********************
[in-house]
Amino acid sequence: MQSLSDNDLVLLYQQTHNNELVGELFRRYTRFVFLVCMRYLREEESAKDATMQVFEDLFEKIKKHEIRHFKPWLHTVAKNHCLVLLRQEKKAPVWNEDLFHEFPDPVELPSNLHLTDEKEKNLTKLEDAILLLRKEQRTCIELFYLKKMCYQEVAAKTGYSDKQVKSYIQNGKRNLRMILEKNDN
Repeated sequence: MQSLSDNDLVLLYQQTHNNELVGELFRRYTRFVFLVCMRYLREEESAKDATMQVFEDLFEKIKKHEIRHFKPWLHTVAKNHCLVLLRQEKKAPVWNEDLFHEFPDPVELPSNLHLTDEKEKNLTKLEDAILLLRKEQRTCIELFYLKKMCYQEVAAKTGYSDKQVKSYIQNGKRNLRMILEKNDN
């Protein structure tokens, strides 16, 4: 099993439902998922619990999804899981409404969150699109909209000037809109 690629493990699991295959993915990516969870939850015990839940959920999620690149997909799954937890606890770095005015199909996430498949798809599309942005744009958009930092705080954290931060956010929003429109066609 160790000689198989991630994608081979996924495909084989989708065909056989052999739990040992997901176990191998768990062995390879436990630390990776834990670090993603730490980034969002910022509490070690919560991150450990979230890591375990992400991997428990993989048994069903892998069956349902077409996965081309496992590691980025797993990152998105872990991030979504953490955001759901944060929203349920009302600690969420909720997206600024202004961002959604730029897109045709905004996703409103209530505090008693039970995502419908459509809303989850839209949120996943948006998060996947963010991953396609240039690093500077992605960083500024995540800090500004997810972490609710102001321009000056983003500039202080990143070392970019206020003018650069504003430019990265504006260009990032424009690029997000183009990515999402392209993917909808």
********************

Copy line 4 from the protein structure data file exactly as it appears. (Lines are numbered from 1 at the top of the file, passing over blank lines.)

């Protein structure tokens, strides 16, 4: 099993439902998922619990999804899981409404969150699109909209000037809109 690629493990699991295959993915990516969870939850015990839940959920999620690149997909799954937890606890770095005015199909996430498949798809599309942005744009958009930092705080954290931060956010929003429109066609 160790000689198989991630994608081979996924495909084989989708065909056989052999739990040992997901176990191998768990062995390879436990630390990776834990670090993603730490980034969002910022509490070690919560991150450990979230890591375990992400991997428990993989048994069903892998069956349902077409996965081309496992590691980025797993990152998105872990991030979504953490955001759901944060929203349920009302600690969420909720997206600024202004961002959604730029897109045709905004996703409103209530505090008693039970995502419908459509809303989850839209949120996943948006998060996947963010991953396609240039690093500077992605960083500024995540800090500004997810972490609710102001321009000056983003500039202080990143070392970019206020003018650069504003430019990265504006260009990032424009690029997000183009990515999402392209993917909808």